Sunday, September 26, 2010
In May, the Asian Development Bank started a major drive to promote solar power across the region. Last year, the Indian government approved an ambitious National Solar Mission, which seeks a huge increase in the country’s solar-energy capabilities. Bangladesh, with the support of the World Bank, is aiming to have one million remote rural homes supplied with solar panels by the end of 2012.
And in India, where nearly 40 percent of households have no access to electricity, companies like Selco Solar and Orb Energy have helped tens of thousands of families and small entrepreneurs purchase solar panels.
All worthy causes. So worthy and sensible, in fact, that you may well ask why on earth they did not take off much earlier.
The answer, as is so often the case, is political support — or, until relatively recently, the lack of it — and, inevitably, cost.
“The upfront costs of installing solar-electricity-generating farms, plus high borrowing costs and the fact that developing nations struggle to access long-term capital, have inhibited the growth of solar energy until recently,” said Seethapathy Chander, chairman of the committee on energy issues at the Asian Development Bank in Manila.
“It takes a long time before investment costs are recouped, and you need long-term financing until that stage is reached.”
That also applies to small, single-household roof panels that provide enough electricity for a few extra hours of lighting, which can make a huge difference — adding study time for children and extra hours for making and selling goods.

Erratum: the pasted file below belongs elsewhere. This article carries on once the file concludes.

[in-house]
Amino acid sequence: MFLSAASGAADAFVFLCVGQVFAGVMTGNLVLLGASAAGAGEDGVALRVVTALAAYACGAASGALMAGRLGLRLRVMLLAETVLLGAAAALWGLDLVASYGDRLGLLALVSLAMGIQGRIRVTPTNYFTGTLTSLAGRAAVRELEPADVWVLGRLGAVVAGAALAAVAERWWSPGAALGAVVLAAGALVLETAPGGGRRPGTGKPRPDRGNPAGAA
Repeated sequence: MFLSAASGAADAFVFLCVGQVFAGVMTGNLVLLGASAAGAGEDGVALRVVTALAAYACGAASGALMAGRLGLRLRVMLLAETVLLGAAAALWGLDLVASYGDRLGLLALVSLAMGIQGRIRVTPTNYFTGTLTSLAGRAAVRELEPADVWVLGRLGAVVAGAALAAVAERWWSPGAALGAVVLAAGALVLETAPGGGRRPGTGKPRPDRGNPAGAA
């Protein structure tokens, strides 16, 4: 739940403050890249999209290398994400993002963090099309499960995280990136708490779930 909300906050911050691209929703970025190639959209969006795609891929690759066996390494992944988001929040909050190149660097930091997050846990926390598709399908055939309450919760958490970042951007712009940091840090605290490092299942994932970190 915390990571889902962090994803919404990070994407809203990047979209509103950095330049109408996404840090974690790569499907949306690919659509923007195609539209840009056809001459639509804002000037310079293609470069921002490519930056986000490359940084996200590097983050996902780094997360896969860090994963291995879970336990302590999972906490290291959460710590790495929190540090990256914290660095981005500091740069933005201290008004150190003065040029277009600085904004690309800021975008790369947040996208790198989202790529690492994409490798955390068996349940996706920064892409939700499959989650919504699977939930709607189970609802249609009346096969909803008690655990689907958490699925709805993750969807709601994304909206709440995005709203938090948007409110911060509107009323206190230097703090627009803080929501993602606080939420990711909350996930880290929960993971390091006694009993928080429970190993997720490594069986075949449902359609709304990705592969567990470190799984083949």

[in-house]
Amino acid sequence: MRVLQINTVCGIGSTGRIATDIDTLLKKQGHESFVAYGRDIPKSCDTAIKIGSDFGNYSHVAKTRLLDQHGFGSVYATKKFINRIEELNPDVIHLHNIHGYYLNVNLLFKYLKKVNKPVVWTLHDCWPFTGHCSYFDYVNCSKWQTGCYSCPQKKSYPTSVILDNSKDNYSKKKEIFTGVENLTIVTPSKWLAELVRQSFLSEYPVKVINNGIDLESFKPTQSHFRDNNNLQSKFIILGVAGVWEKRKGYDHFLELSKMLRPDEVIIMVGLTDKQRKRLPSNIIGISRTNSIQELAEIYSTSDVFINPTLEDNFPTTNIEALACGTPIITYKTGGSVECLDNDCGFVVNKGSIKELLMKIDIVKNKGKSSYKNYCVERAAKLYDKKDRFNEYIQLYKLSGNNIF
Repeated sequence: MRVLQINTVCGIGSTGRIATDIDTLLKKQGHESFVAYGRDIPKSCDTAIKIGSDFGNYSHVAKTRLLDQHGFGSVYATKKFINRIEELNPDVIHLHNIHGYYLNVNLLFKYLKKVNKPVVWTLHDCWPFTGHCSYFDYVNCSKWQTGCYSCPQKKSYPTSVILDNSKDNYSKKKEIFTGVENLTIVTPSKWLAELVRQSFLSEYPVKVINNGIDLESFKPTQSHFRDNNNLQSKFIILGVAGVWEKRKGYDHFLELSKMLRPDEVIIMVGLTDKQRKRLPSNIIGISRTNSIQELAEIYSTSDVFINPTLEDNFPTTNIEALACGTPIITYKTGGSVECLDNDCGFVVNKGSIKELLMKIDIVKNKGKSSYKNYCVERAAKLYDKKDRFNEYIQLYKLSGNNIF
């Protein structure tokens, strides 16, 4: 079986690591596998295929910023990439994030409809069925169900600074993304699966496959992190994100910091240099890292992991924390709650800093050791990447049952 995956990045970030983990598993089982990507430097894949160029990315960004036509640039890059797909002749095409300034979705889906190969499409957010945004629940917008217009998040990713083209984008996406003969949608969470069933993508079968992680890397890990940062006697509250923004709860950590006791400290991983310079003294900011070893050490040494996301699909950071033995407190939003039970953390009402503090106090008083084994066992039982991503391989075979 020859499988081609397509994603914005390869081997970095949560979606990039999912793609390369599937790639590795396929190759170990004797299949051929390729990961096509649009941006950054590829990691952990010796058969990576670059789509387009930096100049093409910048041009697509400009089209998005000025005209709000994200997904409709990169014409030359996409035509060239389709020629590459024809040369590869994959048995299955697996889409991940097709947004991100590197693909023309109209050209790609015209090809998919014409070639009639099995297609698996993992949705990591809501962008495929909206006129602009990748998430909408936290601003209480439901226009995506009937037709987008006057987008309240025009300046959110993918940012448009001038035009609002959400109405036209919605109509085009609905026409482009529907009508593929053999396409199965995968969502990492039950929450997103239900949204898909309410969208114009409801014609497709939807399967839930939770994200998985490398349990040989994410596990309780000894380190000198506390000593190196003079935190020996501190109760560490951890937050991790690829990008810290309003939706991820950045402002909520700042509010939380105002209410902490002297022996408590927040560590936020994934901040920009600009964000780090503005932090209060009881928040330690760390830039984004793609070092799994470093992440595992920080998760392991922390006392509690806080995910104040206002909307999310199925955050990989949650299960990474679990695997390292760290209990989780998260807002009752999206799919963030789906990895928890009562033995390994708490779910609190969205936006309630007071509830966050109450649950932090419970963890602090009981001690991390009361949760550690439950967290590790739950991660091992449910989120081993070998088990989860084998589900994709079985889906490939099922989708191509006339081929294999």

Rooftop solar energy can replace kerosene, which generates smoke and poor-quality light and eats heavily into the scarce resources of the poor.
“A street vendor in India might make 800 rupees a month — that’s about $16,” said Harish Hande, founder of Selco Solar in Bangalore. “But he might have to spend as much as 210 rupees of that on kerosene or candles.”
By contrast, the modest electricity produced by rooftop panels is effectively free, recouping the initial investment after a few years. But even a 15 percent down payment on a loan for a small solar home lighting system — which typically costs 8,500 to 11,000 rupees — is beyond the reach of many families, Mr. Hande said.
In developing nations like Sri Lanka or India, said Damian Miller, an American-British citizen who set up Orb Energy in 2006, the cost of a panel can be 20 percent of the annual income of a poor off-grid household.
In terms of the scale of the investment, he said, “it’s similar to a Western household buying a car.”
Banks were long reluctant to lend to the poor. Increasingly, however, companies like Selco and Orb Energy have been able to convince some local banks that low-income earners are creditworthy and that solar-related credits bring in solid business in much the same way that car financing does.
“The trick to making it work commercially is to make it affordable: To allow for bite-size financing that the poor can pay for, on a monthly basis, rather than in large chunks,” said Mr. Miller.
On the large-scale level — big solar farms that feed the overall electricity grid — activity also is picking up.
“Many parts of Asia have three or four times the amount of sun that Germany gets,” said Mr. Chander of the Asian Development Bank. “It makes a lot of sense to deploy solar-based electricity generation facilities here.”
At the same time, governments have become more willing to promote alternative energies and, because of falling costs, more able to do so. Courtesy of NY Times Read full article